9200/tcp, 9300/tcp, 9600/tcp                               odfe-node2
0.0.0.0:5601->5601/tcp                                     odfe-kibana
0.0.0.0:9200->9200/tcp, 0.0.0.0:9600->9600/tcp, 9300/tcp   odfe-node1

Open up http://localhost:5601 and login with the default credentials admin:admin

Open Distro kibana home
Open Distro kibana home

perftop - Monitoring

Before diving into our Elasticsearch stack too much we'll have a go at setting up the monitoring tool perftop with our ES instance. I've written a short line for either MacOS or Linux that can be run in order to pull down a copy of the binary for use in this tutorial.

## MacOS
wget https://d3g5vo6xdbdb9a.cloudfront.net/downloads/perftop/perf-top-0.7.0.0-MACOS.zip && \
    unzip perf-top-0.7.0.0-MACOS.zip && \
    rm perf-top-0.7.0.0-MACOS.zip

## Linux
wget https://d3g5vo6xdbdb9a.cloudfront.net/downloads/perftop/perf-top-0.7.0.0-LINUX.zip && \
    unzip perf-top-0.7.0.0-LINUX.zip && \
    rm perf-top-0.7.0.0-LINUX.zip

Then simply run one of the following commands in order to view one of the four dashboards.

# MacOS: perf-top-macos | Linux: perf-top-linux
./perf-top-${os} --dashboard dashboards/ClusterNetworkMemoryAnalysis.json   --endpoint localhost:9600
./perf-top-${os} --dashboard dashboards/ClusterOverview.json                --endpoint localhost:9600
./perf-top-${os} --dashboard dashboards/ClusterThreadAnalysis.json          --endpoint localhost:9600
./perf-top-${os} --dashboard dashboards/NodeAnalysis.json                   --endpoint localhost:9600

Open Distro perftop
Open Distro perftop

The Dollop Data

Now that the cluster is up, lets load in a nice dataset to work with. I've actually developed one myself using a great tutorial last year called Discovering and indexing podcast episodes using Amazon Transcribe and Amazon Comprehend. The outcome of that is the data found in es_dollop within the project.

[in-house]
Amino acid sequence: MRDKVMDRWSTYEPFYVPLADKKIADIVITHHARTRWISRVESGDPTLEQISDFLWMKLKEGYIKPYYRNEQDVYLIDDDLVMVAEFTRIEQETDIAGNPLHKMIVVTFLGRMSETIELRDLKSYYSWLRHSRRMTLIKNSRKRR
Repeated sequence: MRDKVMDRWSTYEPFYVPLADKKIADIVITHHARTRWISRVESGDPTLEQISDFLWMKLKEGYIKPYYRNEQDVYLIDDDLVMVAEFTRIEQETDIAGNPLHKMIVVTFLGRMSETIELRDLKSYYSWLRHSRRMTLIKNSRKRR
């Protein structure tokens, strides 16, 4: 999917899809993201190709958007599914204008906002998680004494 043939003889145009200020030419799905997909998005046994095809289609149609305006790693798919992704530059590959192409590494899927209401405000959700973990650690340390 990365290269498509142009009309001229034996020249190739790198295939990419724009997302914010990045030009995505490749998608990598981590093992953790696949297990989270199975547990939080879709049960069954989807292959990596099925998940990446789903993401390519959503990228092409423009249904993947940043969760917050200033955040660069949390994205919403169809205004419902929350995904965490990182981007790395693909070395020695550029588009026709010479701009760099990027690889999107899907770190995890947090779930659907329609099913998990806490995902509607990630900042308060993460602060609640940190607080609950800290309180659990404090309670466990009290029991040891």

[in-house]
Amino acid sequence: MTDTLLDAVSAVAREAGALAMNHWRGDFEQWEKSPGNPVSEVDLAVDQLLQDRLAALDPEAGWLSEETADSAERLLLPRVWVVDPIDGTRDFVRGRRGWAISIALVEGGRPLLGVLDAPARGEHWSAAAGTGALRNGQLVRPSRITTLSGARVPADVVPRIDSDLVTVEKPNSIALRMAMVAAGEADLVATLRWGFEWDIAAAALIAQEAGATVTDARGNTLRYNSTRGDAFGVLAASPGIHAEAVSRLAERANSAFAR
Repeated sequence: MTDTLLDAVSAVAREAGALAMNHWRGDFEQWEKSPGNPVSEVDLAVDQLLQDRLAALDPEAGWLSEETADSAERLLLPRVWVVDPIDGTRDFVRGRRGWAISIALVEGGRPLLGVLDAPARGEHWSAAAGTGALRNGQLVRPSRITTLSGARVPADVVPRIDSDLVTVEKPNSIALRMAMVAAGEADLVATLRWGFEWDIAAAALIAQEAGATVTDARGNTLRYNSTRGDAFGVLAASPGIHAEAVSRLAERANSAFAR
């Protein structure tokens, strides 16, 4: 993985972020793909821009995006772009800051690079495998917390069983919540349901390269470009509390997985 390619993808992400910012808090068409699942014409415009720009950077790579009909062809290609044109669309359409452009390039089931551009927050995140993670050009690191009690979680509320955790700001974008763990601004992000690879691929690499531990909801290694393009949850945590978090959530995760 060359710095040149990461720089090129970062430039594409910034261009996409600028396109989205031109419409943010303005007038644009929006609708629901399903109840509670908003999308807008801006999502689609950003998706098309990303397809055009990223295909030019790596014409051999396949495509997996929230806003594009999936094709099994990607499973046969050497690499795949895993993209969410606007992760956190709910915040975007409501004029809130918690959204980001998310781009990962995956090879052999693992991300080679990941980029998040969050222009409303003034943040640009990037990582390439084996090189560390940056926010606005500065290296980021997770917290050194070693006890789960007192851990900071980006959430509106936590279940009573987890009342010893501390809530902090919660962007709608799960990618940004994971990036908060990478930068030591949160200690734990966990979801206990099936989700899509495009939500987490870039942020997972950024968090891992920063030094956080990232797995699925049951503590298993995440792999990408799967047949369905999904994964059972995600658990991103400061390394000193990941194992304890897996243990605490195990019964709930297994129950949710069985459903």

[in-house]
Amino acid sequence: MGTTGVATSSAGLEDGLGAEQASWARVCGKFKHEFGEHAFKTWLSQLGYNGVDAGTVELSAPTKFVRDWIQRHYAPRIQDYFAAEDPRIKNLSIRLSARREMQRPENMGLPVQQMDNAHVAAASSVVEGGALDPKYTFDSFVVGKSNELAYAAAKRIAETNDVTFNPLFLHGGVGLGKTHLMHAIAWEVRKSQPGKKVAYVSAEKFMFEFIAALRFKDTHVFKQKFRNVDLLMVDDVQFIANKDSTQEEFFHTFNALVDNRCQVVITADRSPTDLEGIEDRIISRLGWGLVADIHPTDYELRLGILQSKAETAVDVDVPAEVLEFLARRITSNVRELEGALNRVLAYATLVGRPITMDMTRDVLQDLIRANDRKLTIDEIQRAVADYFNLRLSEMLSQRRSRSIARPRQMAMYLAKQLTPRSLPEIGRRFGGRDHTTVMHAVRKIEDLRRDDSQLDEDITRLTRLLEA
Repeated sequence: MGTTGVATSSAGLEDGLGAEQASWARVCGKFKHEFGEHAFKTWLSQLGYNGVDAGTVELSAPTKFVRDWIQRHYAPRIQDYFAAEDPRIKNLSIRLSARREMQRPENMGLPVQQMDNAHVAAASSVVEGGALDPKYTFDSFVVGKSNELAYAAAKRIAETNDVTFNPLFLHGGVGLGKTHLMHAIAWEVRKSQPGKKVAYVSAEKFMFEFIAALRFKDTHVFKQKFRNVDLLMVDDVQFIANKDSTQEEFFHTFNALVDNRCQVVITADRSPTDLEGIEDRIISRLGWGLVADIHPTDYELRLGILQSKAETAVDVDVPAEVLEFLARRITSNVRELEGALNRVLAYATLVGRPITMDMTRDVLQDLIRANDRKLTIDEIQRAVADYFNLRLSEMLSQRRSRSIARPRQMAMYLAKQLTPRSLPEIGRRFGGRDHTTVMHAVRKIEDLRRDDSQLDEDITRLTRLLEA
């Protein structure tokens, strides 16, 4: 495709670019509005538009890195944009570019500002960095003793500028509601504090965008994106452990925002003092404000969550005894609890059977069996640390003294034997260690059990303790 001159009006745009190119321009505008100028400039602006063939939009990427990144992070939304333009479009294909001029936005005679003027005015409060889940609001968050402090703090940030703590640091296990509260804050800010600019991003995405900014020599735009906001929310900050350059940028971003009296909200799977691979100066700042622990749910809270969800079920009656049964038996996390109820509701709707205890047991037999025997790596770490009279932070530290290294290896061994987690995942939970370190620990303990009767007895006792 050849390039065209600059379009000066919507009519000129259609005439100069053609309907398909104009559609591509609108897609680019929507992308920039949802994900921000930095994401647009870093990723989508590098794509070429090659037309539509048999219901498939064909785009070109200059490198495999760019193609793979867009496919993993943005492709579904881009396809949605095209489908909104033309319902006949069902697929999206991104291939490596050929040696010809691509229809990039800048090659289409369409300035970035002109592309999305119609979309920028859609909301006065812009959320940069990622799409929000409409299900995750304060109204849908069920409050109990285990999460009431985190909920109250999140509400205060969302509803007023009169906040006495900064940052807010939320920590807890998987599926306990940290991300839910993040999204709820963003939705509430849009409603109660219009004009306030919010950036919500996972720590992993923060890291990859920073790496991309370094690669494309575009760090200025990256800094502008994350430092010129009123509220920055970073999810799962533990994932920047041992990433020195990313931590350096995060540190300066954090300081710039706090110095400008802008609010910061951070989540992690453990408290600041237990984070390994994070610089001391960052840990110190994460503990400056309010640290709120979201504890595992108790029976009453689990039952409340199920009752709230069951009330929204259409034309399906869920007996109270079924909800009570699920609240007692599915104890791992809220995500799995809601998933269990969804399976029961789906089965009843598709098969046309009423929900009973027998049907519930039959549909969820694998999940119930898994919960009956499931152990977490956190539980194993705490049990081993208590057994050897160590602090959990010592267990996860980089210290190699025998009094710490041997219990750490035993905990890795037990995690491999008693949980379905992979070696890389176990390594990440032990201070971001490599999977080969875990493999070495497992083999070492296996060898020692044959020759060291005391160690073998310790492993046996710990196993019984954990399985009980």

To load in this data, we'll use elasticdump which can be easily installed using npm via the following:

npm install elasticdump -g

Then run the following commands in order to load in the data & mappings.

elasticdump \
    --input=es_dollop/dollop_episode_mapping.json \
    --output=http://admin:admin@localhost:9200/episodes --insecure \
    --type=mapping

elasticdump \
    --input=es_dollop/dollop_episode.json \
    --output=http://admin:admin@localhost:9200/episodes --insecure \
    --type=data

elasticdump \
    --input=es_dollop/dollop_paragraph_mapping.json \
    --output=http://admin:admin@localhost:9200/paragraphs --insecure \
    --type=mapping

elasticdump \
    --input=es_dollop/dollop_paragraph.json \
    --output=http://admin:admin@localhost:9200/paragraphs --insecure \
    --type=data

Head back to Kibana and add two new index patterns by clicking Management then Index Patterns

Open Distro index patterns
Open Distro index patterns

Create the episodes index

Open Distro define episodes pattern
Open Distro define episodes pattern

Set the Time Filter to be published_time

Open Distro time filter
Open Distro time filter

Perform the same actions again but for paragraphs, also ensure to set the URL field to Link

  1. Navigate to Management→ Index Patterns → Create Index.
  2. In the index pattern textbox, type paragraphs, then choose Next Step.
  3. Accept the defaults and choose Create Index Pattern.
  4. Scroll down to the Url field and choose the edit icon on the right.
  5. Set the Format to Url, and the type to Link. Then choose Update Field

Open Distro paragraph format
Open Distro paragraph format

Kibana Dashboard

Load in a new dashboard by clicking Saved Objects under Management. Then click Import

Open Distro import
Open Distro import

Select es_dollop/dashboard.json from the repo folder and click Import

Open Distro import json
Open Distro import json

If you get an error just make sure you assign episodes and paragraphs to the right sets and hit confirm

Open Distro index conflicts
Open Distro index conflicts

Click on Dashboard then Podcast analytics to load up the new dashboard

Open Distro dashboard selection
Open Distro dashboard selection

Finally, set the Time scale in the top right to 1-3 years ago (until you see data)

A short kickstart project for working with Open Distro for Elasticsearch. Performing podcast text analysis on The Dollop using Elasticsearch.
A short kickstart project for working with Open Distro for Elasticsearch. Performing podcast text analysis on The Dollop using Elasticsearch.

Cleaning Up

To clean up all the containers when you're done, simply run the following docker-compose command to remove all.

docker-compose down -v
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DevOpStar by Nathan Glover | 2020